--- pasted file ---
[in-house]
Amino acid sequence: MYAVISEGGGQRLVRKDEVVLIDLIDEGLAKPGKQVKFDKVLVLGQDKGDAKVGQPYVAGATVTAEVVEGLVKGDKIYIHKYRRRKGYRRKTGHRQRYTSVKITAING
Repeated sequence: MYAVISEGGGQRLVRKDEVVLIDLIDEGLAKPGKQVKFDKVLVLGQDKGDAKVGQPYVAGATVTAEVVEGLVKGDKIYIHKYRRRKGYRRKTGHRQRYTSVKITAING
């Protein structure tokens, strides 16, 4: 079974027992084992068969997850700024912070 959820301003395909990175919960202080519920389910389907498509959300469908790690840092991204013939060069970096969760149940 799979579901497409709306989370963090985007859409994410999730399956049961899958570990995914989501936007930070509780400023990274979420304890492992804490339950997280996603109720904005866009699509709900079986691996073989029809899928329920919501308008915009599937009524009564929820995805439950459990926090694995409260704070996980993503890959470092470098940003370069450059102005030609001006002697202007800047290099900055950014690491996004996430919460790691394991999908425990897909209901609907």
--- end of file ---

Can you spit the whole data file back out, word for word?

[in-house]
Amino acid sequence: MYAVISEGGGQRLVRKDEVVLIDLIDEGLAKPGKQVKFDKVLVLGQDKGDAKVGQPYVAGATVTAEVVEGLVKGDKIYIHKYRRRKGYRRKTGHRQRYTSVKITAING
Repeated sequence: MYAVISEGGGQRLVRKDEVVLIDLIDEGLAKPGKQVKFDKVLVLGQDKGDAKVGQPYVAGATVTAEVVEGLVKGDKIYIHKYRRRKGYRRKTGHRQRYTSVKITAING
């Protein structure tokens, strides 16, 4: 079974027992084992068969997850700024912070 959820301003395909990175919960202080519920389910389907498509959300469908790690840092991204013939060069970096969760149940 799979579901497409709306989370963090985007859409994410999730399956049961899958570990995914989501936007930070509780400023990274979420304890492992804490339950997280996603109720904005866009699509709900079986691996073989029809899928329920919501308008915009599937009524009564929820995805439950459990926090694995409260704070996980993503890959470092470098940003370069450059102005030609001006002697202007800047290099900055950014690491996004996430919460790691394991999908425990897909209901609907």